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Pure seasonal ARMA Models
The ACF and PACF for a seasonal ARMA(P,Q)s are zero for h = si. For h = si, they are analogous to the patterns for ARMA(p,q): Model: AR(P)s MA(Q)s ARMA(P,Q)s ACF: decays zero for i > Q decays PACF: zero for i > P decays decays

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Multiplicative seasonal ARMA Models
For p, q, P, Q ≥ 0 and s > 0, we say that a time series {Xt } is a multiplicative seasonal ARMA model (ARMA(p,q)×(P,Q)s ) if Φ(B s )φ(B)Xt = Θ(B s )θ(B)Wt . If, in addition, d, D > 0, we deﬁne the multiplicative seasonal ARIMA model (ARIMA(p,d,q)×(P,D,Q)s ) Φ(B s )φ(B)∇D ∇d Xt = Θ(B s )θ(B)Wt , s where the seasonal difference operator of order D is deﬁned by ∇D Xt = (1 − B s )D Xt . s

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Multiplicative seasonal ARMA Models
Notice that these can all be represented by polynomials Φ(B s )φ(B)∇D ∇d = Ξ(B), s Θ(B s )θ(B) = Λ(B).

But the difference operators imply that Ξ(B)Xt = Λ(B)Wt does not deﬁne a stationary ARMA process (the AR polynomial has roots on the unit circle). And representing Φ(B s )φ(B) and Θ(B s )θ(B) as arbitrary polynomials is not as compact. How do we choose p, q, P, Q, d, D? First difference sufﬁciently to get to stationarity. Then ﬁnd suitable orders for ARMA or seasonal ARMA models for the differenced time series. The ACF and PACF is again a useful tool here.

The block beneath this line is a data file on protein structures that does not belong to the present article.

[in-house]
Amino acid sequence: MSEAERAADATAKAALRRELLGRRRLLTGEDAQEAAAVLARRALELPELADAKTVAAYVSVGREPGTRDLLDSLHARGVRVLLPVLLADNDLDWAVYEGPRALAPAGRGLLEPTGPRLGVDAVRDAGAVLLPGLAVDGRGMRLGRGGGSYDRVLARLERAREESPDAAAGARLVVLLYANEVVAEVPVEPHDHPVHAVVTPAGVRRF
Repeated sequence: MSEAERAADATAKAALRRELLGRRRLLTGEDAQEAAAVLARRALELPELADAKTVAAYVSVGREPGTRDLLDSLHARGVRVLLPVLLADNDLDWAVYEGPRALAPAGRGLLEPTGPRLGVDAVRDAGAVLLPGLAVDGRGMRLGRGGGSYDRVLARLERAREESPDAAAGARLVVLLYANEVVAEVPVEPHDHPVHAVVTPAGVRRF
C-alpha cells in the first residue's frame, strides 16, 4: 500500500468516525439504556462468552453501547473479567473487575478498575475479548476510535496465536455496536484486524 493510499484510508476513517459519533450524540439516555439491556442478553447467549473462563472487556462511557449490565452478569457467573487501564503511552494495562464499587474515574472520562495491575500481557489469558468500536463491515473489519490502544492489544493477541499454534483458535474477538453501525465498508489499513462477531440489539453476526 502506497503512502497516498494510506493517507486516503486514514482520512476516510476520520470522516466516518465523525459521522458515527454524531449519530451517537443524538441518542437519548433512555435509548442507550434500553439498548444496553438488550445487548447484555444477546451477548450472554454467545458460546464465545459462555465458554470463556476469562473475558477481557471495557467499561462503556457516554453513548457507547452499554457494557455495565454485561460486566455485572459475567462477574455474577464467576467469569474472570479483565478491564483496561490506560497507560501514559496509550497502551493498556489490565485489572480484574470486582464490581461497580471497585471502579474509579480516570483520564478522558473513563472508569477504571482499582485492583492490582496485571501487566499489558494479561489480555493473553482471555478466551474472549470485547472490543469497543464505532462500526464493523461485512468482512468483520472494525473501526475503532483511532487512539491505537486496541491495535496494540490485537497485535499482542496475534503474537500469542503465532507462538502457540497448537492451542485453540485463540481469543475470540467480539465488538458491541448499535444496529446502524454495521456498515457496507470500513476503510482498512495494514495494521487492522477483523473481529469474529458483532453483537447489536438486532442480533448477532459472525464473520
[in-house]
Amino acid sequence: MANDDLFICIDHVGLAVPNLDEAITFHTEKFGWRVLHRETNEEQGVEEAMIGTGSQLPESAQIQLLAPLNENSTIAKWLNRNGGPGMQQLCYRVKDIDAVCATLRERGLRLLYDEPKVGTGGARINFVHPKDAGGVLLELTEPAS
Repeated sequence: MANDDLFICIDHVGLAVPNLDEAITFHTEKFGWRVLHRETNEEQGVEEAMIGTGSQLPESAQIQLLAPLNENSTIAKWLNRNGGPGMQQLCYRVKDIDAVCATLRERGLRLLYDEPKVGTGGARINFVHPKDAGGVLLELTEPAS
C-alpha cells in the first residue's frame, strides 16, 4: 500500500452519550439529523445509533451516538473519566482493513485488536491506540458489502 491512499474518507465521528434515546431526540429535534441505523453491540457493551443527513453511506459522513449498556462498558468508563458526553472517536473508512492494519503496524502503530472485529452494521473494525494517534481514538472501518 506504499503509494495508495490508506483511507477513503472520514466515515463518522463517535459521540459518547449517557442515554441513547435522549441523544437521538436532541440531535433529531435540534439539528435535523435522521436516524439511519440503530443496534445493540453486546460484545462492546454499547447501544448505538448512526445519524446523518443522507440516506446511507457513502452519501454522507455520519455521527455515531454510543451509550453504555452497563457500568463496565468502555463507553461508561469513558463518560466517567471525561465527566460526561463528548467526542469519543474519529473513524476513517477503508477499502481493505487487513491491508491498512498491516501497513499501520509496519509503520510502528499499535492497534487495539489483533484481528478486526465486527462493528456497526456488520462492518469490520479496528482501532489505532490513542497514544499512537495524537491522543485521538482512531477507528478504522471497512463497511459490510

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Introduction to Time Series Analysis. Lecture 16.
1. Review: ARIMA 2. Seasonal ARMA 3. Seasonal ARIMA models 4. Spectral Analysis

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Spectral Analysis
Idea: decompose a stationary time series {Xt } into a combination of sinusoids, with random (and uncorrelated) coefﬁcients. Just as in Fourier analysis, where we decompose (deterministic) functions into combinations of sinusoids. This is referred to as ‘spectral analysis’ or analysis in the ‘frequency domain,’ in contrast to the time domain approach we have considered so far. The frequency domain approach considers regression on sinusoids; the time domain approach considers regression on past values of the time series.

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A periodic time series